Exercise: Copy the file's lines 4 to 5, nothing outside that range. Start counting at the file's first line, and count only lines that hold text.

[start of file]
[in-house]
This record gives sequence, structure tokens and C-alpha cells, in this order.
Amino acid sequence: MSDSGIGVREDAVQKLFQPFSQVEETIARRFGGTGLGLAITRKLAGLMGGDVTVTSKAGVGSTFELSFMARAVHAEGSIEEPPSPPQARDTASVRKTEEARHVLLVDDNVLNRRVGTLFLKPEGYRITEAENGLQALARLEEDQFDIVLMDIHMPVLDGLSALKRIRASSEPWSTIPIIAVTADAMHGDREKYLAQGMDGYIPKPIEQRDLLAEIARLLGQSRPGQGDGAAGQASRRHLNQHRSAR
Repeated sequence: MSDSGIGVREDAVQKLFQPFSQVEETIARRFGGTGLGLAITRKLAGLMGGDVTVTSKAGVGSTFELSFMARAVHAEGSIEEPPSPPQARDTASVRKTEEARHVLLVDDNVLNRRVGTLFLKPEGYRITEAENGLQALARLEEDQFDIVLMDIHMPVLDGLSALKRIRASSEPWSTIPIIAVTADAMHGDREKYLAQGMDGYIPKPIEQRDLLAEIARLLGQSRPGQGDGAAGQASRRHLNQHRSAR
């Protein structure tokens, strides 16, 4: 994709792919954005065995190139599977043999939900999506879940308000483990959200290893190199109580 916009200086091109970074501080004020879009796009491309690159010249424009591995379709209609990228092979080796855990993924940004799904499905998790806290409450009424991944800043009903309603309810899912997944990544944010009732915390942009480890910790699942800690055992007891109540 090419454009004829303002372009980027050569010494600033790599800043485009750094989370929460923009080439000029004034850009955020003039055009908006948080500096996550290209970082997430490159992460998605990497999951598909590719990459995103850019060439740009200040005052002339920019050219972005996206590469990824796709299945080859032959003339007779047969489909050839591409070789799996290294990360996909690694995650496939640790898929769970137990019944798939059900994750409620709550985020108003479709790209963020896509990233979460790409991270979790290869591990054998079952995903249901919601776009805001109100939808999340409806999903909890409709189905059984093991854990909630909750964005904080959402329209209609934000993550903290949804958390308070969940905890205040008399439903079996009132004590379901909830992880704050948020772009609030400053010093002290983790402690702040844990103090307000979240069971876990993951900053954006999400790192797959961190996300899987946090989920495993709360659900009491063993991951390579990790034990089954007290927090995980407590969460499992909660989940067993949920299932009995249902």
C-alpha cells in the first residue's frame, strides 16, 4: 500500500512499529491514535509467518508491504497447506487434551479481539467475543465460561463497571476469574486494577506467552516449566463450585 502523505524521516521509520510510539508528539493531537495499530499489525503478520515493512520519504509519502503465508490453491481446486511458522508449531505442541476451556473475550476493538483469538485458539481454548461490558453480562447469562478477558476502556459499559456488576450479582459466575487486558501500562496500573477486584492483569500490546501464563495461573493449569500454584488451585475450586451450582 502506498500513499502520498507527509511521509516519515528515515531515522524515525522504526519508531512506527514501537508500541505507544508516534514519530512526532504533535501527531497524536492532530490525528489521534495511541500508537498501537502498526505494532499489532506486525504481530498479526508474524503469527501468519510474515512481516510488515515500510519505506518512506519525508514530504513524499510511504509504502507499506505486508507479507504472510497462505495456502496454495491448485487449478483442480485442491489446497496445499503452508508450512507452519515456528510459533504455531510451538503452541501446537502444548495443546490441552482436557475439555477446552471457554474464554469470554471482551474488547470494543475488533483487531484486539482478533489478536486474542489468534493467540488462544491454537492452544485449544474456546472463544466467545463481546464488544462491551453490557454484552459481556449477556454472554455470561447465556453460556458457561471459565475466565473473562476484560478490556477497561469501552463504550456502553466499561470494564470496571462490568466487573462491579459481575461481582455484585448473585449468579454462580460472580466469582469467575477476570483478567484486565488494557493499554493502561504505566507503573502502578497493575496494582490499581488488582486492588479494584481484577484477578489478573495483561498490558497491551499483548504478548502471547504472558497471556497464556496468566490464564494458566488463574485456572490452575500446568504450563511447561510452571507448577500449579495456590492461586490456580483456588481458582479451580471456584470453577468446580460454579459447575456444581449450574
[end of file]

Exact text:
Repeated sequence: MSDSGIGVREDAVQKLFQPFSQVEETIARRFGGTGLGLAITRKLAGLMGGDVTVTSKAGVGSTFELSFMARAVHAEGSIEEPPSPPQARDTASVRKTEEARHVLLVDDNVLNRRVGTLFLKPEGYRITEAENGLQALARLEEDQFDIVLMDIHMPVLDGLSALKRIRASSEPWSTIPIIAVTADAMHGDREKYLAQGMDGYIPKPIEQRDLLAEIARLLGQSRPGQGDGAAGQASRRHLNQHRSAR
């Protein structure tokens, strides 16, 4: 994709792919954005065995190139599977043999939900999506879940308000483990959200290893190199109580 916009200086091109970074501080004020879009796009491309690159010249424009591995379709209609990228092979080796855990993924940004799904499905998790806290409450009424991944800043009903309603309810899912997944990544944010009732915390942009480890910790699942800690055992007891109540 090419454009004829303002372009980027050569010494600033790599800043485009750094989370929460923009080439000029004034850009955020003039055009908006948080500096996550290209970082997430490159992460998605990497999951598909590719990459995103850019060439740009200040005052002339920019050219972005996206590469990824796709299945080859032959003339007779047969489909050839591409070789799996290294990360996909690694995650496939640790898929769970137990019944798939059900994750409620709550985020108003479709790209963020896509990233979460790409991270979790290869591990054998079952995903249901919601776009805001109100939808999340409806999903909890409709189905059984093991854990909630909750964005904080959402329209209609934000993550903290949804958390308070969940905890205040008399439903079996009132004590379901909830992880704050948020772009609030400053010093002290983790402690702040844990103090307000979240069971876990993951900053954006999400790192797959961190996300899987946090989920495993709360659900009491063993991951390579990790034990089954007290927090995980407590969460499992909660989940067993949920299932009995249902």